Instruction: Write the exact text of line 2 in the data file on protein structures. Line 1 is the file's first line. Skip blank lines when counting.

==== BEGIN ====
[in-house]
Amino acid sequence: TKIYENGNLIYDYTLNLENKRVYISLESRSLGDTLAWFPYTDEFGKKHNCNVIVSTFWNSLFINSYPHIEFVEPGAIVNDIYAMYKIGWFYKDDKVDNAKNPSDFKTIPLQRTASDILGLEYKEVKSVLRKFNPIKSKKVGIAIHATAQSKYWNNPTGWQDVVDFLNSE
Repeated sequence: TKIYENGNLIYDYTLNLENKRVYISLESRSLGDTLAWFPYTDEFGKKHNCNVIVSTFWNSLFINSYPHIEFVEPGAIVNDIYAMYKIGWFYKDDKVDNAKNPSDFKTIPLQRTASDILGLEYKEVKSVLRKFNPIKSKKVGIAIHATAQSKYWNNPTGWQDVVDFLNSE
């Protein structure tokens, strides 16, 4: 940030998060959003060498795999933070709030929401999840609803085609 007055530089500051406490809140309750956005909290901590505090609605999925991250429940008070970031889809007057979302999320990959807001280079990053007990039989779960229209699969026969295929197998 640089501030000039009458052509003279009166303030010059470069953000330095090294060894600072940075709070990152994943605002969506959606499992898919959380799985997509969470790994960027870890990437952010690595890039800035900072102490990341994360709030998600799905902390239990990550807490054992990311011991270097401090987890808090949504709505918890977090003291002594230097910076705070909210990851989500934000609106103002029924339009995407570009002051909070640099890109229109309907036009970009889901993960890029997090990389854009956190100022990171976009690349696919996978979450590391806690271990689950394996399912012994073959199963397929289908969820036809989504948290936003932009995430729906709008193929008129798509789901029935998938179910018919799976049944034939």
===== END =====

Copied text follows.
Amino acid sequence: TKIYENGNLIYDYTLNLENKRVYISLESRSLGDTLAWFPYTDEFGKKHNCNVIVSTFWNSLFINSYPHIEFVEPGAIVNDIYAMYKIGWFYKDDKVDNAKNPSDFKTIPLQRTASDILGLEYKEVKSVLRKFNPIKSKKVGIAIHATAQSKYWNNPTGWQDVVDFLNSE